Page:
August 2011

Tabor Award: Inaugural winners named

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Doctoral candidate Erin Greiner received her award at the Gordon Research Conference: CAG Triplet Repeat Disorders, which was held June 5 – 10 in Italy and attended by Journal of Biological Chemistry Associate Editor Joel Gottesfeld. Photo: Jeff Cantle.

UCLA student takes aim at Huntington’s

Erin Greiner, a doctoral candidate in the department of chemistry and biochemistry at the University of California, Los Angeles, was named the first recipient of the Herbert Tabor/Journal of Biological Chemistry Young Investigator Award.

Greiner’s research focuses on the function and mechanism of the huntingtin protein, the causal protein in Huntington’s disease. She uses spatiotemporal-proteomic and systems-biology approaches to profile full-length Htt-interacting proteins from HD and wild-type mice to uncover novel protein networks and potential therapeutic targets in the mammalian brain.

Greiner, a Grand Rapids, Mich., native, is co-mentored by Joseph A. Loo of UCLA’s department of chemistry and biochemistry and X. William Yang of its department of psychiatry and biobehavioral sciences. Greiner completed her undergraduate work at The College of Wooster in Ohio.

UMass student is pursuing anti-hepatitis C therapies

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M.D./Ph.D. candidate Keith Romano received his award at the 25th annual symposium of the Protein Society, which was held July 23-27 in Boston and attended by JBC Associate Editor Norma Allewell. Photo courtesy of Brendan Hilbert.

K eith Romano was named an award series winner for his promising work with hepatitis C virus at the University of Massachusetts Medical School.

Raised in Sturbridge, Mass., Romano followed in the footsteps of his parents, who both worked in science and medicine. He completed his undergraduate degree at Colby College in Waterville, Maine, and now is pursuing an M.D./Ph.D. at UMass. For the past five years, he has worked with Celia Schiffer in the department of biochemistry and molecular pharmacology.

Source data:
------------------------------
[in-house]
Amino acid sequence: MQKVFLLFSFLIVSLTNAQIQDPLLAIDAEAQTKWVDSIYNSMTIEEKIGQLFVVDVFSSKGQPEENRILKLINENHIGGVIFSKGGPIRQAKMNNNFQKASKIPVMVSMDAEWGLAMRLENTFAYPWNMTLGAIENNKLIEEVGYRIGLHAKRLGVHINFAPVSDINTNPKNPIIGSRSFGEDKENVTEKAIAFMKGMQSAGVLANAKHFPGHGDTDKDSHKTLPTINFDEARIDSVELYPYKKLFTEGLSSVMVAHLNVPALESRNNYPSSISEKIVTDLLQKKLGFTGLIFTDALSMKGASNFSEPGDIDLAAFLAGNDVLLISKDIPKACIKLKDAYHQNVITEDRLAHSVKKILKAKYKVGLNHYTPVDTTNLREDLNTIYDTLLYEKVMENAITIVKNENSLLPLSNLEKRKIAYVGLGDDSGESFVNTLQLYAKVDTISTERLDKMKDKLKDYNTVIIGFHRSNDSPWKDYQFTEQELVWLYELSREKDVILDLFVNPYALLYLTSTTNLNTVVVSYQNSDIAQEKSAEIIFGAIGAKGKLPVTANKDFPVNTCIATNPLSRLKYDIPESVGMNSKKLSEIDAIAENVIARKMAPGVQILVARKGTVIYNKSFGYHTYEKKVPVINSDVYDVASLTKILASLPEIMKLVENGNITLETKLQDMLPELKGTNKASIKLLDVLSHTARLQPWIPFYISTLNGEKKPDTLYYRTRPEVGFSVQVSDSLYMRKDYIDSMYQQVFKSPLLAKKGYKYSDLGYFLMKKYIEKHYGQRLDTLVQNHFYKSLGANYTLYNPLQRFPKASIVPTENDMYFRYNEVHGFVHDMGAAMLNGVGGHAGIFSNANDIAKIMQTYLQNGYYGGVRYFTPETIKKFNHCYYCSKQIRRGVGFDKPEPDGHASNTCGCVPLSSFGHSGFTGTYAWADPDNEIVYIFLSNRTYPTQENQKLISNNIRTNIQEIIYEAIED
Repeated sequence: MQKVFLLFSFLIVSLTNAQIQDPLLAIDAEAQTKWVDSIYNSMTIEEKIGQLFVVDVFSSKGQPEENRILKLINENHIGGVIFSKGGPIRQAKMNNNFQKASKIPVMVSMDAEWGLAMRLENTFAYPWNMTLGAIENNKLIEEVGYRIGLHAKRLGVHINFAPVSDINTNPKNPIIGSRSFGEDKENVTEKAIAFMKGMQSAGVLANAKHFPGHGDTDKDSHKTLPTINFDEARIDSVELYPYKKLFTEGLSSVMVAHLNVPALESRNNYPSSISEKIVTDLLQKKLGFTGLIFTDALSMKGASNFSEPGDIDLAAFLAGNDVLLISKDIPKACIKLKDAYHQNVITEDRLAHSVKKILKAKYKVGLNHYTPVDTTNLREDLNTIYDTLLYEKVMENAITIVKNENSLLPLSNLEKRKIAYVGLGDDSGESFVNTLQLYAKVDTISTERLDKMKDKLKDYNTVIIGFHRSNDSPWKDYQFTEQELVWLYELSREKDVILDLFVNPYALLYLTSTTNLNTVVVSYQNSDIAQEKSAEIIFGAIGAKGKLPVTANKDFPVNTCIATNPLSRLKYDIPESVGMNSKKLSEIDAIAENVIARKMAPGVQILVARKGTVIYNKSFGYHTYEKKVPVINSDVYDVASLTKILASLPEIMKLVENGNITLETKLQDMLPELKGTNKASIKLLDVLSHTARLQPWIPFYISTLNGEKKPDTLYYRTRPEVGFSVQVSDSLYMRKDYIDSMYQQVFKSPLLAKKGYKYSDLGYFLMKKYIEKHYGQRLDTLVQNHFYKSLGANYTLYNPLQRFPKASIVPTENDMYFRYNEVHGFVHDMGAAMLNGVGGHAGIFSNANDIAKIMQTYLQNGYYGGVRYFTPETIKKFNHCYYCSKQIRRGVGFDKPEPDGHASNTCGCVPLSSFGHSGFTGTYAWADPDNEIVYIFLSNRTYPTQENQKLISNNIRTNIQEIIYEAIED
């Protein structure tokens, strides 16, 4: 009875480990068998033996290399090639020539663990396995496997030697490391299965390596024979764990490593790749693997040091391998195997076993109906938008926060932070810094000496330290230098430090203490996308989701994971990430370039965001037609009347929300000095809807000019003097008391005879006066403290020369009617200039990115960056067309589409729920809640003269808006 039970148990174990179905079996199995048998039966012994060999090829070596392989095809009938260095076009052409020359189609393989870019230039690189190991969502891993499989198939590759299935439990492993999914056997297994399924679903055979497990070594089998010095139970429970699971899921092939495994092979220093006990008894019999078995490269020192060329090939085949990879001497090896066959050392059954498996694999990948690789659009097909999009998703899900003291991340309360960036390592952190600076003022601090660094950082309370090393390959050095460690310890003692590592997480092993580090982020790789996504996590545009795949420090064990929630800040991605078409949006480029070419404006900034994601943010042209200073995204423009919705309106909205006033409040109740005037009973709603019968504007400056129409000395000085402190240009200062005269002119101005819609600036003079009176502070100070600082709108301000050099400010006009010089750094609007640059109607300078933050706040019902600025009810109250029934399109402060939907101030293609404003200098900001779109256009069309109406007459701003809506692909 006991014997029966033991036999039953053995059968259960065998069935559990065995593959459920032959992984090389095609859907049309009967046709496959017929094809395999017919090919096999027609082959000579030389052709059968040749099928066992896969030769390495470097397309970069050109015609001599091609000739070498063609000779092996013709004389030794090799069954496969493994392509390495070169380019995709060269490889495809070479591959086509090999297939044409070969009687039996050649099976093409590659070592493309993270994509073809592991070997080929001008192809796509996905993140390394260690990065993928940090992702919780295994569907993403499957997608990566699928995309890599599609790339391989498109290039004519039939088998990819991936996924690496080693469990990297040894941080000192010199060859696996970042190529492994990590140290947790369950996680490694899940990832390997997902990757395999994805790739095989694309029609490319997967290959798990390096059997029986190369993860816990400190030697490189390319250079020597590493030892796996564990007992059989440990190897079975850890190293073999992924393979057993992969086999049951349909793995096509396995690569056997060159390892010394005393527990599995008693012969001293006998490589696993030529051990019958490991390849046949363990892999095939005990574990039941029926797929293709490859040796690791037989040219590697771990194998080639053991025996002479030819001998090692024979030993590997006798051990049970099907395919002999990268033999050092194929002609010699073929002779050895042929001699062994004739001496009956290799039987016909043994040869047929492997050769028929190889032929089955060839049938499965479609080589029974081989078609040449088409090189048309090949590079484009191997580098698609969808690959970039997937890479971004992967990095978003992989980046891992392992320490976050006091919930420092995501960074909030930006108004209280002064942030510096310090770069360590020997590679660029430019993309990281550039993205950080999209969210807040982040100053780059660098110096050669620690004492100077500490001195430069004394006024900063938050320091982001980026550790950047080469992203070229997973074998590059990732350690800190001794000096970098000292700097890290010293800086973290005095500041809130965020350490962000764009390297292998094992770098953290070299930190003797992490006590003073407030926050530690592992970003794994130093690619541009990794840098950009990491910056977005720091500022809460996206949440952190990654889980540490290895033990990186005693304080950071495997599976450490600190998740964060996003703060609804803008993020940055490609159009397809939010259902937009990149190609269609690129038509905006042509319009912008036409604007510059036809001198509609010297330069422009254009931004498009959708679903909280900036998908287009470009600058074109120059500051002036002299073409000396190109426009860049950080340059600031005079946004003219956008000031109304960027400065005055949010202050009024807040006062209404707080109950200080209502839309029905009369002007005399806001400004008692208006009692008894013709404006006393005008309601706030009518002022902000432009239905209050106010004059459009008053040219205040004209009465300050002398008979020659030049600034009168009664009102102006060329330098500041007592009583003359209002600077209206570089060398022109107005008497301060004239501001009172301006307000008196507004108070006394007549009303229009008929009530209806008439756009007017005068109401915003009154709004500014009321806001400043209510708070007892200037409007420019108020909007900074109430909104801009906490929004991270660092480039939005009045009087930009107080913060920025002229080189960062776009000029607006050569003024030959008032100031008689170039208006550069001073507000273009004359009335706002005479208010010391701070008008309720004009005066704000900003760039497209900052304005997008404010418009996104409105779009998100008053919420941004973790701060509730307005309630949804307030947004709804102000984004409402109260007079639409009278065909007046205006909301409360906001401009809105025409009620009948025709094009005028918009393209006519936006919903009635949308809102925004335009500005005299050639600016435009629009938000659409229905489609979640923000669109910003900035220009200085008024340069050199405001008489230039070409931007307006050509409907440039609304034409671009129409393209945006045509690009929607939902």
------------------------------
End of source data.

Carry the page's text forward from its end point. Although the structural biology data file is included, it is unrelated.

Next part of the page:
Romano’s research aims to overcome HCV protease inhibitor resistance. He has determined high-resolution crystal structures of the NS3/4A protease in complex with viral substrates and drugs synthesized by his team’s medicinal chemist, Akbar Ali. This work has led to a better understanding the molecular basis of drug resistance against four leading HCV protease inhibitors— telaprevir, danoprevir, vaniprevir and MK-5172.

“I hope that these findings facilitate the more rational evaluation of novel drug candidates,” Romano says, “and provide a direct path for designing more efficacious and tolerable anti-HCV therapies.”

Postdoc is recognized for her work with cytochrome P450

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Sarah Barry received her award at the 17th International Symposia on Cytochrome P450, which was held June 26-30 in Manchester, U.K., and attended by JBC Associate Editor F. Peter Guengerich. Photo courtesy of Brian Fleming.

S arah Barry, a postdoctoral researcher at the University of Warwick in the U.K., received the award for her investigations into cytochrome P450 enzymes.

A native of Dublin, Barry earned her bachelor and doctoral degrees in chemistry at University College Dublin, where she studied the development of small molecule enzyme mimics with Peter Rutledge. Barry is currently sponsored by the Biotechnology and Biological Sciences Research Council, and she is working under the direction of professor Greg Challis while investigating the biosynthesis of the phytotoxin thaxtomin A, a key virulence factor produced by the plant pathogenic bacterium Streptomyces scabies.

With collaborators from Cornell University and the University of Manchester, Barry has been pursuing the function and mechanisms of the cytochrome P450 enzymes that are involved in the biosynthesis of the phytotoxin. Thus far, she says, they have found that one P450 enzyme “is capable of direct nitration, which is an unprecedented activity for a cytochrome P450.” Barry emphasizes: “This research is highly interdisciplinary, encompassing organic, inorganic analytical and biological chemistry as well as molecular genetics.”


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